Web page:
She was a few months pregnant when she arrived at the jail, already showing so much that she at times suspected she may have twins on her hands. If she ended up having only the one boy and lined up a family to adopt the child, she hoped to remain a part of the child’s life, even if she couldn’t raise him herself.
By July, she'd lose the pregnancy, joining an unknown number of people around the country who have either experienced miscarriages or delivered stillborn babies while incarcerated.
She had been locked up for illegally using someone else's debit card. She regrets it, but she insists she meant well: She’d purchased groceries for a down-and-out family she counted among her friends.
Being pregnant in jail is stressful, she explained. Still, when she first went behind bars on May 29 that year, she felt certain she’d receive the proper prenatal care. A little more than three weeks after she arrived, something felt wrong.
Kent had taken two children to term in the past, and she knew bleeding was a red flag. The stomach pain was growing worse, too.
But no one would line her up an appointment with a physician, according to an 88-page lawsuit she’s now filed. Staff told her she wasn't bleeding enough to cause concern, the complaint says. “They kept putting me off, not even really making eye contact,” Kent told the Observer. “It just didn't matter to them.”
Four and a half hours later, nurse Julia McBride replied, informing Kent that her request had been received and that she could see a medical professional when the next open appointment came, according to the lawsuit.
“Please be advised that you will be subject to a $10 nurse sick call fee,” read the message, which is included in the suit. “If referred to the provider, you will be subject to an additional $15. All medications prescribed are $3 per medication. Thank you.”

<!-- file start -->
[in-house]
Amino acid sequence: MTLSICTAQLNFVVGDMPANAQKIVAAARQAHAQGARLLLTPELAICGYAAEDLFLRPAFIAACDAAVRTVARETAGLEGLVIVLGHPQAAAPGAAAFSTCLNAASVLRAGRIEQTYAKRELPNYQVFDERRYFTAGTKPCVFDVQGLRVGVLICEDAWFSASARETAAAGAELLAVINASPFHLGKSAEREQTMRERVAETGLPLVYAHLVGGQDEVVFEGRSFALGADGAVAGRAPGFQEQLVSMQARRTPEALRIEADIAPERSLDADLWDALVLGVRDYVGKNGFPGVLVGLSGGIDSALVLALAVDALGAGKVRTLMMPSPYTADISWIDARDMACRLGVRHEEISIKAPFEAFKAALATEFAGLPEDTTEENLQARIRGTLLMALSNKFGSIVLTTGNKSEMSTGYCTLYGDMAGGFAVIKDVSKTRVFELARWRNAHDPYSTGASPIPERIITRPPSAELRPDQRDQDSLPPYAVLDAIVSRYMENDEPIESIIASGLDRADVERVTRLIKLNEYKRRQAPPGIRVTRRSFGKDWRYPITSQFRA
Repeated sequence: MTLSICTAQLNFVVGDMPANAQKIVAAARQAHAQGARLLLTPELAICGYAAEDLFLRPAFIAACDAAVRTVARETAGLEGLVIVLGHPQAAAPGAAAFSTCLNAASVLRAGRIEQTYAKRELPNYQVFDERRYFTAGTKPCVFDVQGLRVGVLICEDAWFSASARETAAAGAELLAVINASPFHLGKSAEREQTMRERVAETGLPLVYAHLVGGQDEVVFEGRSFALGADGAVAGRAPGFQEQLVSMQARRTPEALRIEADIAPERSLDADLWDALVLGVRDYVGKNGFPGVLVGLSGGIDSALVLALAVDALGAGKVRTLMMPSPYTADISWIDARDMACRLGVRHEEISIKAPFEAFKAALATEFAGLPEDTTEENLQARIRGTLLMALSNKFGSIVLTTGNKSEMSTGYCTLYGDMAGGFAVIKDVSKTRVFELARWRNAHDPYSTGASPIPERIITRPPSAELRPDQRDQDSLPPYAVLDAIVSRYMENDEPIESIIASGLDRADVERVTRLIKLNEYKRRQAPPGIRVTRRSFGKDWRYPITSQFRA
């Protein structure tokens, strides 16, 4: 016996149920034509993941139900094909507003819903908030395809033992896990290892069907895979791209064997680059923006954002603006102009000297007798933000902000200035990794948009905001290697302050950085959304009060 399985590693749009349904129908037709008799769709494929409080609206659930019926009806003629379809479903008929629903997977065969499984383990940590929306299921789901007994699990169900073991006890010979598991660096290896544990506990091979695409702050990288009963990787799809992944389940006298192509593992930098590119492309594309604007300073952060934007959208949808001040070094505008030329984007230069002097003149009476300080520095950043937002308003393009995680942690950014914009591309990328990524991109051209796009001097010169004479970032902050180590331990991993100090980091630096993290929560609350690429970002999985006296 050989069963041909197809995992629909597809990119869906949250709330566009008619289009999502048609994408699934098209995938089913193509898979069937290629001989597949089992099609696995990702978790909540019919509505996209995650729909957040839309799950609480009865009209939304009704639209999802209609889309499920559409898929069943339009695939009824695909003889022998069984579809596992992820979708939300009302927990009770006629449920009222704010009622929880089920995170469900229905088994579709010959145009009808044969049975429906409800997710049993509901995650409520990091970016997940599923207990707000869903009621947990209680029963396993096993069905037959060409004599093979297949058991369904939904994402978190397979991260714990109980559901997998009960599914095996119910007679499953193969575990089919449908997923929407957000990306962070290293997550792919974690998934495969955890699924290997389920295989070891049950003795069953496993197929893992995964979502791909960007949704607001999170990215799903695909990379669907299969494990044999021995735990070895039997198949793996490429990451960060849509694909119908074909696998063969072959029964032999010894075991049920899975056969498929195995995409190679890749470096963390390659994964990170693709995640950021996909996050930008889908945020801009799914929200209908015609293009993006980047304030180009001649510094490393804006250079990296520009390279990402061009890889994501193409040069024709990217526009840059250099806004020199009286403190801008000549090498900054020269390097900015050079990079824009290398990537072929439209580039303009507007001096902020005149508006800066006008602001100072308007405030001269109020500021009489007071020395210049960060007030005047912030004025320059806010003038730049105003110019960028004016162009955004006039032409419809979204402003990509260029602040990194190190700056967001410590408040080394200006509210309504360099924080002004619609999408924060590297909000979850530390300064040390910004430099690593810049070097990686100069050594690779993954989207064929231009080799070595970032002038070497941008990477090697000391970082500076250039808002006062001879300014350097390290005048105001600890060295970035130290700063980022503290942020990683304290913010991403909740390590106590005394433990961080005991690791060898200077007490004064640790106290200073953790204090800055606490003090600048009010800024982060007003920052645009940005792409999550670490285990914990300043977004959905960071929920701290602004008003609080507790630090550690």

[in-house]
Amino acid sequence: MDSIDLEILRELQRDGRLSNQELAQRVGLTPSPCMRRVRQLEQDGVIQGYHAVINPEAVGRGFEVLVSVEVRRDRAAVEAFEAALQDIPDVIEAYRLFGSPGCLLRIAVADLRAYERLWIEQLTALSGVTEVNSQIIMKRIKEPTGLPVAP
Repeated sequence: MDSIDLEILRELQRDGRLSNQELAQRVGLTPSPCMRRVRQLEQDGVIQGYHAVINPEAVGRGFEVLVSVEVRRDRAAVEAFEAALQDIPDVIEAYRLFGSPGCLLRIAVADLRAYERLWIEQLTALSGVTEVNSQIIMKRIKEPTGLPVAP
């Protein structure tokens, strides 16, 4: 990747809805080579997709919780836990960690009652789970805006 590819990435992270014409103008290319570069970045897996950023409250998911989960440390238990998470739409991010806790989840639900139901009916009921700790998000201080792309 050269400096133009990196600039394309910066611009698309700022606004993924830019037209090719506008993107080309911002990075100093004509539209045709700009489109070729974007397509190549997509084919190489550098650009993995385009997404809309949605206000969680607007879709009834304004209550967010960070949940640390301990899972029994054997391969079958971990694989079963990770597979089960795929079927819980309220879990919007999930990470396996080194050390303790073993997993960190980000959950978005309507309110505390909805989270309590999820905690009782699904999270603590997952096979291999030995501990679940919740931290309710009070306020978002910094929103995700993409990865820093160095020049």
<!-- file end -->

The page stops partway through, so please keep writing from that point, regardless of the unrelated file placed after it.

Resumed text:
Kent sent off more messages, her tone growing more pleading, but the nurse told her that she needed to “saturate more than two pads” in a half-hour period. At one point, Kent was threatened with disciplinary action if she continued asking for medical attention, the lawsuit alleges.
It wasn’t until July 4 that Kent saw a physician’s assistant, according to the lawsuit. During that meeting, the physician’s assistant treated her for a bladder infection. The next day, Kent delivered a stillborn child while sitting on the toilet, alone in her cell around dinnertime.
"Thanks and God bless," McBride concluded one of her messages to Kent, which is also included in the lawsuit. The nurse signed off, “We are here to serve you.”
The way attorney Scott H. Palmer sees it, those words ring hollow. A little more than three weeks after losing the pregnancy, Kent left the jail. Once out, she found an attorney in a phonebook, and he put her in contact with Palmer.
To Palmer, the case is as troubling as it was preventable. "If you're bleeding that much, it needs to be treated immediately," he told the Observer.
Filed on May 29 this year, the lawsuit names Collin County, Wellpath LLC, Southwest Correctional Medical Group INC (which was purchased by Wellpath) and four individuals who worked for the companies.
The lawsuit claims the alleged medical neglect boils down to cost saving. "There was no legitimate government interest in denying Ms. Kent adequate medical care," it states, adding that Kent was "denied her basic human needs."
Collin County outsources medical treatment for inmates to Wellpath. In June 2019, a CNN investigation found that the company (formerly known as Correct Care Solutions) had won government contracts for more than 500 facilities in 34 states nationwide, making it the "largest for-profit provider of healthcare to correctional facilities."
The CNN exposé examined internal documents, autopsy reports, emails and audits, among other records, and concluded that "the company has provided substandard care that has led to deaths and other serious outcomes that could have been avoided." (The CNN report is referenced widely in Kent's lawsuit.)
The lawsuit also claims that cost saving while someone is in need amounts to an unconstitutional practice, adding that Collin County also encouraged onsite treatment to prevent too much spending.